As noted in my previous post I had hopped on the decluttering wagon. While tidying up around the lily pad, I came across old slides that belonged to my husband. He wasn’t sure what was on them. I remembered that the library has audio visual equipment (both old and new)  that can be checked out for just such situations. I began to formulate a plan. My library project is to read my way through the library and to take advantage of the many services offered, I decided that now was the time to do some exploring of the equipment that could be checked out. I had checked out old overheads in the past, but I had never checked out the slide projector. By viewing the slides, I would be able to appropriately put the “keepers” into some kind of logical order and be able to know what was on them.

Since my husband was back in college at the time, we had to make our own entertainment. I decided that we would do an old fashioned slide show complete with popcorn and drinks for our date night. This somewhat reminded me of old fashioned home movie night back in the day. It was exciting since we didn’t know what our “show” was going to be about.. I teased my husband asking him if he had anything to confess before we viewed the slides. I’m not sure he always appreciates my sense of humor. Approaching the big date night, I checked out the slide projector  and an extra carousel. A few days later I also checked out a large movie screen on a tripod stand. I purchased our drinks and popcorn from a local store. Both carousels were loaded with slides. The night of the big date finally arrived. All that was left to do was pop the popcorn and set up the screen and the projector.

Though this wasn’t the most romantic date night, it did turn out to be rather comical. In the first place I had never used a slide projector and didn’t even know how to load one. While I was popping the popcorn, my helpful husband was setting up the projector. This went well until he picked up the carousels I had loaded. Who knew that slides can only be loaded from one direction? Needless to say when he picked up the carousels, all of the slides fell out all over the floor. We’re talking about a lot of slides! We got a good laugh out of that. Determined, I patiently reloaded the slides from the correct side this time and the carousel was set in place. My husband had previously had to use slide projectors for former jobs. We decided he would be the projector operator. Lights went out and the “show” had begun.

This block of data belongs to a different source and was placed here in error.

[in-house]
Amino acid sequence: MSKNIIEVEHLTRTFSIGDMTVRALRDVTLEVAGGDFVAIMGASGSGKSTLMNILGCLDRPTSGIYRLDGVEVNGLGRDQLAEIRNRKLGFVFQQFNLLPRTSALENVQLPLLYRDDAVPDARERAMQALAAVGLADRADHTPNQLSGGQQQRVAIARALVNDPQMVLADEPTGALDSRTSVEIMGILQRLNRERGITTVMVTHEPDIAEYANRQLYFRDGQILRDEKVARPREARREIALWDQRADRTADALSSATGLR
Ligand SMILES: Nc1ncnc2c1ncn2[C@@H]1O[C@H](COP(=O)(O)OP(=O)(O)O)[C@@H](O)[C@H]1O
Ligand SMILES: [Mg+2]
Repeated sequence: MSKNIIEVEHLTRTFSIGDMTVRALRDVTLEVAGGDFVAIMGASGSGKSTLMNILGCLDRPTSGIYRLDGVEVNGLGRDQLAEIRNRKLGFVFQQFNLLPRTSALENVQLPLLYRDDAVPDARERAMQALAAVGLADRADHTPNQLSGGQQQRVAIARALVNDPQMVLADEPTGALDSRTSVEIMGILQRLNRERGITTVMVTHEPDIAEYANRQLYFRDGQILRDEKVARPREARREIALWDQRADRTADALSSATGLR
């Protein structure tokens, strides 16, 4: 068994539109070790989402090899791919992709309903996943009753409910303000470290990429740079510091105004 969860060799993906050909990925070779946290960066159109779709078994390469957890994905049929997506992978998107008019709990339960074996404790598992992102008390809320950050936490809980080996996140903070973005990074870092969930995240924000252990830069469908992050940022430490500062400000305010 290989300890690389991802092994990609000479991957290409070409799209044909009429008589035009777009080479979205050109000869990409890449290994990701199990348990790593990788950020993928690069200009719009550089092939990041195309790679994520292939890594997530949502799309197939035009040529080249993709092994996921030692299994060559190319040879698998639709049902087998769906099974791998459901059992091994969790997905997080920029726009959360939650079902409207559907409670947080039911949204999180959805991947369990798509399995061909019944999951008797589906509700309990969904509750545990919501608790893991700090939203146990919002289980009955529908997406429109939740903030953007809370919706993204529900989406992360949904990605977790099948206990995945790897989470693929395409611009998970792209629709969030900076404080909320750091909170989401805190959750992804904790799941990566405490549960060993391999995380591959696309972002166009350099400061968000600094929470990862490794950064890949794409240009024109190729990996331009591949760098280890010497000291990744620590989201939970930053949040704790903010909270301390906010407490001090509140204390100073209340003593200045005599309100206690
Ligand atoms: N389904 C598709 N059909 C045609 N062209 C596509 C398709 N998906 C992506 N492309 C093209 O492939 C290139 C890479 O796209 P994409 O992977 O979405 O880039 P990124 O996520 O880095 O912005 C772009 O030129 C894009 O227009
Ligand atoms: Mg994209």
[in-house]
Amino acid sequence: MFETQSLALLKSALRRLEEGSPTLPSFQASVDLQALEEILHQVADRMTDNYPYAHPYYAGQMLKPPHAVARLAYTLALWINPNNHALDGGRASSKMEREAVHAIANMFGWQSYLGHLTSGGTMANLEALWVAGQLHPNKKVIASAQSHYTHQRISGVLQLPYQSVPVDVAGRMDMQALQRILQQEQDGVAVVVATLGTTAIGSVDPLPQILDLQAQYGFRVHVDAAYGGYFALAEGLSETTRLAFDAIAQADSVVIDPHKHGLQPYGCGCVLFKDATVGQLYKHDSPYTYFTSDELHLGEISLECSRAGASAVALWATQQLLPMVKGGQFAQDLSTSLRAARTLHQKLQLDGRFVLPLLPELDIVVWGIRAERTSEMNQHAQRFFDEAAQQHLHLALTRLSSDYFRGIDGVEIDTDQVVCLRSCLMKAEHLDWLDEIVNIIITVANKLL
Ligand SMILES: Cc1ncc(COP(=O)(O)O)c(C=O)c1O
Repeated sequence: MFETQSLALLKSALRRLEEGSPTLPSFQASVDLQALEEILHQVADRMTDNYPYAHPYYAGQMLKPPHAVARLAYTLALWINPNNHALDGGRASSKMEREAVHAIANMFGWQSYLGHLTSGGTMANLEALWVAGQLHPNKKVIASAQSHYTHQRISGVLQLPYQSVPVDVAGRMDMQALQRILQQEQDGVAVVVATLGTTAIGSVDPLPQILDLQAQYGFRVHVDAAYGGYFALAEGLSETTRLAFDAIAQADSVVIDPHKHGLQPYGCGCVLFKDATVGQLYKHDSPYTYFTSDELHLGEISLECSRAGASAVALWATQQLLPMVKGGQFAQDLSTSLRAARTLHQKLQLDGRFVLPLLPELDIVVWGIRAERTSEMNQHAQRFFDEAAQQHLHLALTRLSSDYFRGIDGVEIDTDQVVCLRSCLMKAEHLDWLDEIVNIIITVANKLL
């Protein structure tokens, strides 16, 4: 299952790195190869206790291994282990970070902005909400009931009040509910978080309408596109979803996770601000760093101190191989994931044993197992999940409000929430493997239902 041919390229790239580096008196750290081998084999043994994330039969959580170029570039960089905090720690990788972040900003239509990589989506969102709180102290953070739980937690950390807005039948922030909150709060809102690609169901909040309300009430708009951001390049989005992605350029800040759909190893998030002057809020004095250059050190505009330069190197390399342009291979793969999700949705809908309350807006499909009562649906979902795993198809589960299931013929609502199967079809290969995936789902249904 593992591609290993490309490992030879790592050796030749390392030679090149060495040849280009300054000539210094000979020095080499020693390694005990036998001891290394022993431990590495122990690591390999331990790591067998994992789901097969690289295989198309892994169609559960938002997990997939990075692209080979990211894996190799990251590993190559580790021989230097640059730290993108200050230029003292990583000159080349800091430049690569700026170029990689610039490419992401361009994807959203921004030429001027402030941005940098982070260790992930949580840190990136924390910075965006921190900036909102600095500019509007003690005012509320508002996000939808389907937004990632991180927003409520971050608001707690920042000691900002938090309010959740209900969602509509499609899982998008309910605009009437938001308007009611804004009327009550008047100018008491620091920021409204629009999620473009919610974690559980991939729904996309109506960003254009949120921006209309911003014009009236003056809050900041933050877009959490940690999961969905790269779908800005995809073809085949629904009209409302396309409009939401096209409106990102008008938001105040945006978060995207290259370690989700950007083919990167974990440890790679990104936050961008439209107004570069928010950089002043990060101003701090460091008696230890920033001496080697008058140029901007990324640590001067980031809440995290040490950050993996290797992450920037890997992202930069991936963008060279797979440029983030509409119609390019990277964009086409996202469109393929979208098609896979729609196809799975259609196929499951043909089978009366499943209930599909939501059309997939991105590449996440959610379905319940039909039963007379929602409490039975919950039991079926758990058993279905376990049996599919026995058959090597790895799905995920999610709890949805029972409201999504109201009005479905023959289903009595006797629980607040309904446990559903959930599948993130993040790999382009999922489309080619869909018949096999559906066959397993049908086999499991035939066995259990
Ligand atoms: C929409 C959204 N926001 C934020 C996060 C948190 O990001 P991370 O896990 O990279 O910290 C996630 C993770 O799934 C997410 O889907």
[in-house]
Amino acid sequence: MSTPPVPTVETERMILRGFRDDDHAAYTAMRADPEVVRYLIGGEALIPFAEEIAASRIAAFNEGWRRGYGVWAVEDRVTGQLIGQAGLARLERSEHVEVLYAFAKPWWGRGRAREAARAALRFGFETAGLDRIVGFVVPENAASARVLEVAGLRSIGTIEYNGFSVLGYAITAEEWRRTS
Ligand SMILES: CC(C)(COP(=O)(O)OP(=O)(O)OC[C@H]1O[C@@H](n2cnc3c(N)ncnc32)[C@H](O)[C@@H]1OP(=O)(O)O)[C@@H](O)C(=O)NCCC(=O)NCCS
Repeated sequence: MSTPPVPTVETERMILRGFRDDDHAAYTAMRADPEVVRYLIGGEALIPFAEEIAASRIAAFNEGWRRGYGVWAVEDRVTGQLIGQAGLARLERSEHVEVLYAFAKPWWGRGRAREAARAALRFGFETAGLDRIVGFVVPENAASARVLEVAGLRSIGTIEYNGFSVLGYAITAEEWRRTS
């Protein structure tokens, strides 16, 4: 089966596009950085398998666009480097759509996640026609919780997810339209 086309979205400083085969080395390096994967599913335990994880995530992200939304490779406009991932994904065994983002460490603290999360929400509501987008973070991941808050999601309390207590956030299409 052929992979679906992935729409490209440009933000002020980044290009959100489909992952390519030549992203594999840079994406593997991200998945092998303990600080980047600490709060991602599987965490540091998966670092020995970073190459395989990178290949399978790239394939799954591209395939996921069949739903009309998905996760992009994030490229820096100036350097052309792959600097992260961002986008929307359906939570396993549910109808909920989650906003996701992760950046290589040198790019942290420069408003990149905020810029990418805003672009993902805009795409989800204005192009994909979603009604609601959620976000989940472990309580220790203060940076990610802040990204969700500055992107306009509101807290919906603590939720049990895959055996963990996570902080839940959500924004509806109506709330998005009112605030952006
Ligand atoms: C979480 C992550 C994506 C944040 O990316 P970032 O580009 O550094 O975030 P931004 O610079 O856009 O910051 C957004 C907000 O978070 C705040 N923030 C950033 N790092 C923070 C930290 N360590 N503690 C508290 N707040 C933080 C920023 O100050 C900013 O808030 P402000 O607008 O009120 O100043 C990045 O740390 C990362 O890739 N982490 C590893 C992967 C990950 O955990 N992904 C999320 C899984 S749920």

Our “show” was quite interesting since apparently not only do the slides have to be loaded from the top of the carousel, it seems that they also have to be loaded forward and right side up! So, some of the slides looked right, some were presented in mirror image, some were sideways or upside down. We were certainly getting practice in spatial relations! The slides themselves turned out to be a mixture of former college days, nature pictures, various airplanes, and Germany. Many of the slides had to be narrated by my husband so I would know what I was looking at. I learned a lot about him that night that I didn’t know before. A few of the slides were of friends my husband had before I met him. This prompted him to tell me stories of his life I hadn’t heard before.

Overall I would say it was a good date night with moments of comic relief. I loved learning more about my husband. I also loved being able to get the slides organized into general catefories and stored correctly. I’m grateful to the Fulton County Public Library for use of equipment, making a memorable night with my husband possible.